Assessment Reform News: September 14-20, 2022

Standardized testing policies, particularly at the K-12 level, are generally developed by elected officials or their appointees. The seven weeks remaining before Election Day on November 8 should present many opportunities to press candidates to reveal their positions on critical assessment reform issues.  Do they support even more testing or a rollback of standardized exam overkill?  Where do they stand on eliminating high-stakes requirements such as graduation and grade promotion tests? Make sure they know your concerns by asking questions at campaign events, publishing letters-to-the-editor, and posting on social media. 

Worth Reading Interview with FairTest Executive Director Harry Feder

Standardized Tests Are Not the Only Meaningful Source of Data About Student Achievement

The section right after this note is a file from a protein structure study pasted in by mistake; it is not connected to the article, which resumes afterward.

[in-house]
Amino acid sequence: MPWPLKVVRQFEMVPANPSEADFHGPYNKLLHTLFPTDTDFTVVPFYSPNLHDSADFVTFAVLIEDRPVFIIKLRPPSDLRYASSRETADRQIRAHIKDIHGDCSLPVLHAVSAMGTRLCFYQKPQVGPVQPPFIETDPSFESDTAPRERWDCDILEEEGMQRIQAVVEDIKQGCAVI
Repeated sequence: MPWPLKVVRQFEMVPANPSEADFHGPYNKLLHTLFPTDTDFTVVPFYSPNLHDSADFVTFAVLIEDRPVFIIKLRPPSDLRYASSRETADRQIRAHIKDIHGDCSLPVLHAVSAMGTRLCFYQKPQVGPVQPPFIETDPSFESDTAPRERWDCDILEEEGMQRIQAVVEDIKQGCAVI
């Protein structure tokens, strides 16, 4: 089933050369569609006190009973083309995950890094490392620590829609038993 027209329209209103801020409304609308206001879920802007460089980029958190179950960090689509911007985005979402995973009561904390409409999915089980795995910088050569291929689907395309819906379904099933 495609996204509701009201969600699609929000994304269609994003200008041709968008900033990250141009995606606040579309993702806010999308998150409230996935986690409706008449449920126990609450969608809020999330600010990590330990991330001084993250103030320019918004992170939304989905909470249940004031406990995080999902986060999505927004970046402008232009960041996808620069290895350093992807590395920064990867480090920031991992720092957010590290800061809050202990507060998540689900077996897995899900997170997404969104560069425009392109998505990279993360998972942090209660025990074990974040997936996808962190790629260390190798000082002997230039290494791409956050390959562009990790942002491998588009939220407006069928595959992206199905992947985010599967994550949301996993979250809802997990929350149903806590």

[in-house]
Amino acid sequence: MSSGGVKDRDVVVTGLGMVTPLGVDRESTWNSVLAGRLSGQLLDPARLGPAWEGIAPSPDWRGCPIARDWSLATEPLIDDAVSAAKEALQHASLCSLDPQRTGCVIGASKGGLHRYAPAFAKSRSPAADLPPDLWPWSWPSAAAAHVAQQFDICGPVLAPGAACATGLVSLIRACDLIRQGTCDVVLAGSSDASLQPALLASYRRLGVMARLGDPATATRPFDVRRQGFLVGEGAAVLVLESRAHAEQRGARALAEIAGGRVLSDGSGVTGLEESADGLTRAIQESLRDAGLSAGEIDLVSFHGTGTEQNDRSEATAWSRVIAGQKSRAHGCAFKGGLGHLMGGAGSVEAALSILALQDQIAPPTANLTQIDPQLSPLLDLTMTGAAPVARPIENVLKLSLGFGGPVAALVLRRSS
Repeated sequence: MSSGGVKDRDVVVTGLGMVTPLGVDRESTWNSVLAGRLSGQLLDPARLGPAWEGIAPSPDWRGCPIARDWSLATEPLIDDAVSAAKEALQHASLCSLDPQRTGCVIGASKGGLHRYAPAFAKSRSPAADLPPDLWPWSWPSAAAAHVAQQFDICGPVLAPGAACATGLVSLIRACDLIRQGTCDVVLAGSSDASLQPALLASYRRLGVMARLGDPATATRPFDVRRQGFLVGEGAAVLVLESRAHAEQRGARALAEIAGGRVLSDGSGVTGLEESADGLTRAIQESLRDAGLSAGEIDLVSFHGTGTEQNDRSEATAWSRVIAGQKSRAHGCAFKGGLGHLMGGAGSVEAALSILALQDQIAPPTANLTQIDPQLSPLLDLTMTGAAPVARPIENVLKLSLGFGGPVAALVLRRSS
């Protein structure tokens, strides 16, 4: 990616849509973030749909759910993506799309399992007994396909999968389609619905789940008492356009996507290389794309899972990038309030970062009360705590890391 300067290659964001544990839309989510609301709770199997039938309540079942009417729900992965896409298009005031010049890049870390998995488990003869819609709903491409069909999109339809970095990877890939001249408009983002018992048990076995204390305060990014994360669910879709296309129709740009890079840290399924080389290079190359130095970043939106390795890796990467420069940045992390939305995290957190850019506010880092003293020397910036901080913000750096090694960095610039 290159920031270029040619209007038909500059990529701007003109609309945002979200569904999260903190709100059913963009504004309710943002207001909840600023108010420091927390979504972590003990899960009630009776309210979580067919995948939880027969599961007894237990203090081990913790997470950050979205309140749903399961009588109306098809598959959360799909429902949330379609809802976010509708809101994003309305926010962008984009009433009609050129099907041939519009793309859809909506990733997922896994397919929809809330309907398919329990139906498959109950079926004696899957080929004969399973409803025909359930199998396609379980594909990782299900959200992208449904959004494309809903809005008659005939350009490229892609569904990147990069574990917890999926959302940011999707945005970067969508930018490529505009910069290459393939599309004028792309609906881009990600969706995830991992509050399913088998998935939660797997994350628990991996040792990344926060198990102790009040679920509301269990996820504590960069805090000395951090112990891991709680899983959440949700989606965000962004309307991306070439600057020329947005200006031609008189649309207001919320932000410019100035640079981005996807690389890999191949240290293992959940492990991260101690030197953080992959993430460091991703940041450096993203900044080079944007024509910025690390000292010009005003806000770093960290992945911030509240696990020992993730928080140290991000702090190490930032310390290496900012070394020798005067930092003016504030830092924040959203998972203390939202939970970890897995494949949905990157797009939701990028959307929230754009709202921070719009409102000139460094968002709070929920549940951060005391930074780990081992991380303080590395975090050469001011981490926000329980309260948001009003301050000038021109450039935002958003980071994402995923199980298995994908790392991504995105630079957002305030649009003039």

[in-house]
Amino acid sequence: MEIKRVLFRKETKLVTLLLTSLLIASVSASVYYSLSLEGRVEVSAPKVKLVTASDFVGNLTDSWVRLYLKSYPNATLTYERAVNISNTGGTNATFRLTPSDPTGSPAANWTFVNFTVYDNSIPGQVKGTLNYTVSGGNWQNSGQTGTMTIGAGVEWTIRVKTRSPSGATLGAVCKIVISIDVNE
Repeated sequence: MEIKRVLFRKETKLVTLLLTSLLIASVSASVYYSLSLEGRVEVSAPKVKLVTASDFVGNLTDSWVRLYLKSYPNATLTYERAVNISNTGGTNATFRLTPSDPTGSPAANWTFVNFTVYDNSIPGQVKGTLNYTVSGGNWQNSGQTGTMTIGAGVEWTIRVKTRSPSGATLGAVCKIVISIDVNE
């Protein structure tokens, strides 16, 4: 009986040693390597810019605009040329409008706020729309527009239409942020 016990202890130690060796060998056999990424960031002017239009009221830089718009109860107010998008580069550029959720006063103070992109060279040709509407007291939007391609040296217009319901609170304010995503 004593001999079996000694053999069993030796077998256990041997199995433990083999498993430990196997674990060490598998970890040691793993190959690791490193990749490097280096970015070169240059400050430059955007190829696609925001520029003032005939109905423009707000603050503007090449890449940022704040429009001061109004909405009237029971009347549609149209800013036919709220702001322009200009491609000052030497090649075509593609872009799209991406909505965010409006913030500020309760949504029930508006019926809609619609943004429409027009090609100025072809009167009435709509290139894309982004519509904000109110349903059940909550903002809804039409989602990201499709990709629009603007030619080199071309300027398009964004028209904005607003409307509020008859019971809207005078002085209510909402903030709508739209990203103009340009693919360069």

The Realities of Computerized Testing in Many Classrooms

Changes Proposed in ESEA Plan After Failure to Meet Previous Goals

Detroit Issues Many Exemptions From Third Grade Reading Promotion Law

New York
 Commission Appointed to Review High School Graduation Test Requirements

Ohio New School Report Cards Drop Misleading Letter Grades, Waive Sanctions

Will Waiving Standardized Testing Requirement Increase Number of Incoming Teachers

Don’t Believe False Claim That Most Public School Students Can’t Read
Tennessee Teacher’s Petition to Overturn Third Grade Test-Based Retention Law Gains Traction

Standardized Test Scores Are Not a Fair Measure of Public Schools
Virginia Court Seems Skeptical of Challenge to Selective High School’s Plan to End Reliance on Standardized Admission Test

University Admissions 
Cornell Extends ACT/SAT-Optional and Score-Free Policies Through Fall 2024
University Admissions Duke Graduate School Waives GRE Requirements for Most Programs

International Canada Like Invasive Weeds, Schools Already Have More Than Enough Standardized Testing